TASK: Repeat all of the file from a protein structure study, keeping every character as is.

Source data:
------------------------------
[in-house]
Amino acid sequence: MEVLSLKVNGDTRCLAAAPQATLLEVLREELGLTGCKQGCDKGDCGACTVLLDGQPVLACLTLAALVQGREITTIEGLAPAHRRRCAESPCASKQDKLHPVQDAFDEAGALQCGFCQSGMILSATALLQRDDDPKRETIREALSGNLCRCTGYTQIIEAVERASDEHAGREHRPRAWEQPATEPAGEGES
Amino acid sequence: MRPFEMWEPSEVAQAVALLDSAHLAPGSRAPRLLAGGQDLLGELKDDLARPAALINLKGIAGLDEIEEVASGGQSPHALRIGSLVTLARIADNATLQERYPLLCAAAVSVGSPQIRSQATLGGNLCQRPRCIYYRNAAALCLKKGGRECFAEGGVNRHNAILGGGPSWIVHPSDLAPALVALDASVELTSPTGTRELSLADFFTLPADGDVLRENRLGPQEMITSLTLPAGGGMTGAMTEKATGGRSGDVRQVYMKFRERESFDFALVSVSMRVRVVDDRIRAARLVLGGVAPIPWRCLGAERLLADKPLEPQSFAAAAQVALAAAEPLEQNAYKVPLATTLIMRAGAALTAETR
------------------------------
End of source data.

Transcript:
[in-house]
Amino acid sequence: MEVLSLKVNGDTRCLAAAPQATLLEVLREELGLTGCKQGCDKGDCGACTVLLDGQPVLACLTLAALVQGREITTIEGLAPAHRRRCAESPCASKQDKLHPVQDAFDEAGALQCGFCQSGMILSATALLQRDDDPKRETIREALSGNLCRCTGYTQIIEAVERASDEHAGREHRPRAWEQPATEPAGEGES
Amino acid sequence: MRPFEMWEPSEVAQAVALLDSAHLAPGSRAPRLLAGGQDLLGELKDDLARPAALINLKGIAGLDEIEEVASGGQSPHALRIGSLVTLARIADNATLQERYPLLCAAAVSVGSPQIRSQATLGGNLCQRPRCIYYRNAAALCLKKGGRECFAEGGVNRHNAILGGGPSWIVHPSDLAPALVALDASVELTSPTGTRELSLADFFTLPADGDVLRENRLGPQEMITSLTLPAGGGMTGAMTEKATGGRSGDVRQVYMKFRERESFDFALVSVSMRVRVVDDRIRAARLVLGGVAPIPWRCLGAERLLADKPLEPQSFAAAAQVALAAAEPLEQNAYKVPLATTLIMRAGAALTAETR